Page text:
36. 36. Algorithm ADaptive Sliding WINdowExampleW = 101010110111111W0 = 1010 W1 = 10110111111ADWIN: A DAPTIVE W INDOWING A LGORITHM1 Initialize Window W2 for each t > 03 do W ← W ∪ {xt } (i.e., add xt to the head of W )4 repeat Drop elements from the tail of W5 until |µW0 − µW1 | ≥ εc holds ˆ ˆ6 for every split of W into W = W0 · W17 Output µWˆ 23 / 48
  37. 37. Algorithm ADaptive Sliding WINdowExampleW = 101010110111111W0 = 10101 W1 = 0110111111ADWIN: A DAPTIVE W INDOWING A LGORITHM1 Initialize Window W2 for each t > 03 do W ← W ∪ {xt } (i.e., add xt to the head of W )4 repeat Drop elements from the tail of W5 until |µW0 − µW1 | ≥ εc holds ˆ ˆ6 for every split of W into W = W0 · W17 Output µWˆ 23 / 48
  38. 38. Algorithm ADaptive Sliding WINdowExampleW = 101010110111111W0 = 101010 W1 = 110111111ADWIN: A DAPTIVE W INDOWING A LGORITHM1 Initialize Window W2 for each t > 03 do W ← W ∪ {xt } (i.e., add xt to the head of W )4 repeat Drop elements from the tail of W5 until |µW0 − µW1 | ≥ εc holds ˆ ˆ6 for every split of W into W = W0 · W17 Output µWˆ 23 / 48
  39. 39. Algorithm ADaptive Sliding WINdowExampleW = 101010110111111W0 = 1010101 W1 = 10111111ADWIN: A DAPTIVE W INDOWING A LGORITHM1 Initialize Window W2 for each t > 03 do W ← W ∪ {xt } (i.e., add xt to the head of W )4 repeat Drop elements from the tail of W5 until |µW0 − µW1 | ≥ εc holds ˆ ˆ6 for every split of W into W = W0 · W17 Output µWˆ 23 / 48
  40. 40. Algorithm ADaptive Sliding WINdowExampleW = 101010110111111W0 = 10101011 W1 = 0111111ADWIN: A DAPTIVE W INDOWING A LGORITHM1 Initialize Window W2 for each t > 03 do W ← W ∪ {xt } (i.e., add xt to the head of W )4 repeat Drop elements from the tail of W5 until |µW0 − µW1 | ≥ εc holds ˆ ˆ6 for every split of W into W = W0 · W17 Output µWˆ 23 / 48
  41. 41. Algorithm ADaptive Sliding WINdowExampleW = 101010110111111 |µW0 − µW1 | ≥ εc : CHANGE DET.! ˆ ˆW0 = 101010110 W1 = 111111ADWIN: A DAPTIVE W INDOWING A LGORITHM1 Initialize Window W2 for each t > 03 do W ← W ∪ {xt } (i.e., add xt to the head of W )4 repeat Drop elements from the tail of W5 until |µW0 − µW1 | ≥ εc holds ˆ ˆ6 for every split of W into W = W0 · W17 Output µWˆ 23 / 48
  42. 42. Algorithm ADaptive Sliding WINdowExampleW = 101010110111111 Drop elements from the tail of WW0 = 101010110 W1 = 111111ADWIN: A DAPTIVE W INDOWING A LGORITHM1 Initialize Window W2 for each t > 03 do W ← W ∪ {xt } (i.e., add xt to the head of W )4 repeat Drop elements from the tail of W5 until |µW0 − µW1 | ≥ εc holds ˆ ˆ6 for every split of W into W = W0 · W17 Output µWˆ 23 / 48
  43. 43. Algorithm ADaptive Sliding WINdowExampleW = 01010110111111 Drop elements from the tail of WW0 = 101010110 W1 = 111111ADWIN: A DAPTIVE W INDOWING A LGORITHM1 Initialize Window W2 for each t > 03 do W ← W ∪ {xt } (i.e., add xt to the head of W )4 repeat Drop elements from the tail of W5 until |µW0 − µW1 | ≥ εc holds ˆ ˆ6 for every split of W into W = W0 · W17 Output µWˆ 23 / 48
  44. 44. Algorithm ADaptive Sliding WINdowTheoremAt every time step we have: 1 (False positive rate bound). If µt remains constant within W , the probability that ADWIN shrinks the window at this step is at most δ . 2 (False negative rate bound). Suppose that for some partition of W in two parts W0 W1 (where W1 contains the most recent items) we have |µW0 − µW1 | > 2εc . Then with probability 1 − δ ADWIN shrinks W to W1 , or shorter.ADWIN tunes itself to the data stream at hand, with no need forthe user to hardwire or precompute parameters. 24 / 48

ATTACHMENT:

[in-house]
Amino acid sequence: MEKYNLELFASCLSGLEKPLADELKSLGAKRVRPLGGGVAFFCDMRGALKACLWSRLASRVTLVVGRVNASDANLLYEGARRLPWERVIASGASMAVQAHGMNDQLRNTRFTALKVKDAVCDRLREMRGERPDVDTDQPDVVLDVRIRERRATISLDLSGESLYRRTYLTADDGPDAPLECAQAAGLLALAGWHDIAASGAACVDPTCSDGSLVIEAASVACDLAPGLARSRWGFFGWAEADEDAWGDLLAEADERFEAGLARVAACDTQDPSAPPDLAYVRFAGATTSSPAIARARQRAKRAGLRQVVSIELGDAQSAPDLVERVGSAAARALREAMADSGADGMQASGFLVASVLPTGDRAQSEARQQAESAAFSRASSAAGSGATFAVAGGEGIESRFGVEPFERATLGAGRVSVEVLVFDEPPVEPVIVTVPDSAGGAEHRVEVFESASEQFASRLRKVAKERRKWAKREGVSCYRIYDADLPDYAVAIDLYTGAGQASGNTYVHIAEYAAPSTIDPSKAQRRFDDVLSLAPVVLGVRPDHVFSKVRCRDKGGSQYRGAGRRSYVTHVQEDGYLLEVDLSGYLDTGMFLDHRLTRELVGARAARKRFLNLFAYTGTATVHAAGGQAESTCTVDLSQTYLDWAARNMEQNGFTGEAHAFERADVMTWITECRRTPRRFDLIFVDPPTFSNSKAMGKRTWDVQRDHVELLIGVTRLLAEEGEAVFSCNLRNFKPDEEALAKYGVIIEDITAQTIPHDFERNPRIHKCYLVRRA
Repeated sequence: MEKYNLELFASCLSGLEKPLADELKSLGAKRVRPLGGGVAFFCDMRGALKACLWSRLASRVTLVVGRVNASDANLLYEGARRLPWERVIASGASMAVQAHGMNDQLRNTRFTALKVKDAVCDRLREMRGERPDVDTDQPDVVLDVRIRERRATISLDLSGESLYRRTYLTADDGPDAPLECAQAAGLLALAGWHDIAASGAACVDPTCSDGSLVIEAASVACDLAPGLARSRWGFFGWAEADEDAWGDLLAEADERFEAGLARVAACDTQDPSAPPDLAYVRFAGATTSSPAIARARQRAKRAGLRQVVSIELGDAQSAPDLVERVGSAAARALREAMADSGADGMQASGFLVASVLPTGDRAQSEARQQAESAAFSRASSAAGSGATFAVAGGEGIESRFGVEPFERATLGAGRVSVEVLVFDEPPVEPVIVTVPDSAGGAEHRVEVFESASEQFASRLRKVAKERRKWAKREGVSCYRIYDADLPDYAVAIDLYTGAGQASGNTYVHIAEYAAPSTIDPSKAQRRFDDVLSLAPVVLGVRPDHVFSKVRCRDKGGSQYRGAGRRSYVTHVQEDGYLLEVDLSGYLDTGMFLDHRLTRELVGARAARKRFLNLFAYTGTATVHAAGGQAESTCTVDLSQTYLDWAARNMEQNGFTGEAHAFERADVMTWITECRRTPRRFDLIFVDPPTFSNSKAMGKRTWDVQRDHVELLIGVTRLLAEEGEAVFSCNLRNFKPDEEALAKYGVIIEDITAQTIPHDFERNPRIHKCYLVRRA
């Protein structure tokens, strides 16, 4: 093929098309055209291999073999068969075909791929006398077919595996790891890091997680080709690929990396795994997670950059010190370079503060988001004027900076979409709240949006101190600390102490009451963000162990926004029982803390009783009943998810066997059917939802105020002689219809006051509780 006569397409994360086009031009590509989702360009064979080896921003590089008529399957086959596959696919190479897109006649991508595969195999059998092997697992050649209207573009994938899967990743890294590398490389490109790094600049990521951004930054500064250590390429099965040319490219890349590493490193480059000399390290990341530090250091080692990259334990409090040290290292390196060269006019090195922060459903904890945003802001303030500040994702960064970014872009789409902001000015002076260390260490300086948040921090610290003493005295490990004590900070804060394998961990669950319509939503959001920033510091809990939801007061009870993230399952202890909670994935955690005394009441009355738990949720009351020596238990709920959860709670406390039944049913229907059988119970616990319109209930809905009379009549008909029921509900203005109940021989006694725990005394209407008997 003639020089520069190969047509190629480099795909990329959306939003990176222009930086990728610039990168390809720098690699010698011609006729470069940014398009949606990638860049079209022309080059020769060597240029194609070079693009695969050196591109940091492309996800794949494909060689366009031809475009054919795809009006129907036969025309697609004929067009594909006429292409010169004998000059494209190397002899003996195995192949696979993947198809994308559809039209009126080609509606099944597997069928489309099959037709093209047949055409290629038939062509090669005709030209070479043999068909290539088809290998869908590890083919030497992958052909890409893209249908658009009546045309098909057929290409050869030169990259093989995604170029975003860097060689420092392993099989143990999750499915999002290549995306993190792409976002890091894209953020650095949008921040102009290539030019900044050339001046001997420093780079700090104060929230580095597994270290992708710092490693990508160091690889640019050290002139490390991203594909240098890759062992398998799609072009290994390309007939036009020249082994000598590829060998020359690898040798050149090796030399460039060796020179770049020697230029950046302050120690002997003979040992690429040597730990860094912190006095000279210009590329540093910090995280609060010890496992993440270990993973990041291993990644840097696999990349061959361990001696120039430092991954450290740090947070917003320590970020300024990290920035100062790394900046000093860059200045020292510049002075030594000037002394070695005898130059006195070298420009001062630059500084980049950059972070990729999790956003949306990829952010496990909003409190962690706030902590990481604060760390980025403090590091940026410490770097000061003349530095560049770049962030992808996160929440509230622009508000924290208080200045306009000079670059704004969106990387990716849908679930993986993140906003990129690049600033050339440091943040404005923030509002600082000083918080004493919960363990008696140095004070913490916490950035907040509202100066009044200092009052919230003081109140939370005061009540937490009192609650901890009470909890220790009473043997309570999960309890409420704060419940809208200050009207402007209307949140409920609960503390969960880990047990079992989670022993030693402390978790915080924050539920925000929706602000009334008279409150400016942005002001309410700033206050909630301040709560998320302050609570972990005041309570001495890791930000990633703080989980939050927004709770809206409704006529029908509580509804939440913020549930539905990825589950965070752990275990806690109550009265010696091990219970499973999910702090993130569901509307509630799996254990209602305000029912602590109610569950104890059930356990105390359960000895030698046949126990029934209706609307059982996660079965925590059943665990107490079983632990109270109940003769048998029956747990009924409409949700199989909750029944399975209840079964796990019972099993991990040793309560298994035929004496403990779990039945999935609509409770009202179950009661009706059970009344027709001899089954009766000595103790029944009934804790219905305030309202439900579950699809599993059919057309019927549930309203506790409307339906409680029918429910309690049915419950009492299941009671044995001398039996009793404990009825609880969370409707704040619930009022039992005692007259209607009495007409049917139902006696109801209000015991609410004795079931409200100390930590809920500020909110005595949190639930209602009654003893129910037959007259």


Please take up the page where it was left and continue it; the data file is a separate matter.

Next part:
45. 45. Algorithm ADaptive Sliding WINdowADWIN using a Data Stream Sliding Window Model, can provide the exact counts of 1’s in O (1) time per point. tries O (log W ) cutpoints uses O ( 1 log W ) memory words ε the processing time per example is O (log W ) (amortized and worst-case). Sliding Window Model 1010101 101 11 1 1Content: 4 2 2 1 1Capacity: 7 3 2 1 1 25 / 48
  46. 46. A DAG RAPH M INERA DAG RAPH M INER (D, Mode, min sup ) 1 G←0 / 2 Init ADWIN 3 for every batch bt of graphs in D 4 do C ← C ORESET (bt , min sup ) 5 R←0 / 6 if Mode is Sliding Window 7 then Store C in sliding window 8 if ADWIN detected change 9 then R ← Batches to remove in sliding window with negative support10 G ← C ORESET (G ∪ C ∪ R, min sup )11 if Mode is Sliding Window12 then Insert # closed graphs into ADWIN13 else for every g in G update g’s ADWIN14 return G 26 / 48
  47. 47. A DAG RAPH M INERA DAG RAPH M INER (D, Mode, min sup ) 1 G←0 / 2 Init ADWIN 3 for every batch bt of graphs in D 4 do C ← C ORESET (bt , min sup ) 5 R←0 / 6 7 8 910 G ← C ORESET (G ∪ C ∪ R, min sup )111213 for every g in G update g’s ADWIN14 return G 26 / 48
  48. 48. A DAG RAPH M INERA DAG RAPH M INER (D, Mode, min sup ) 1 G←0 / 2 Init ADWIN 3 for every batch bt of graphs in D 4 do C ← C ORESET (bt , min sup ) 5 R←0 / 6 if Mode is Sliding Window 7 then Store C in sliding window 8 if ADWIN detected change 9 then R ← Batches to remove in sliding window with negative support10 G ← C ORESET (G ∪ C ∪ R, min sup )11 if Mode is Sliding Window12 then Insert # closed graphs into ADWIN1314 return G 26 / 48
  49. 49. Outline1 Streaming Data2 Frequent Pattern Mining Mining Evolving Graph Streams A DAG RAPH M INER3 Experimental Evaluation4 Summary and Future Work 27 / 48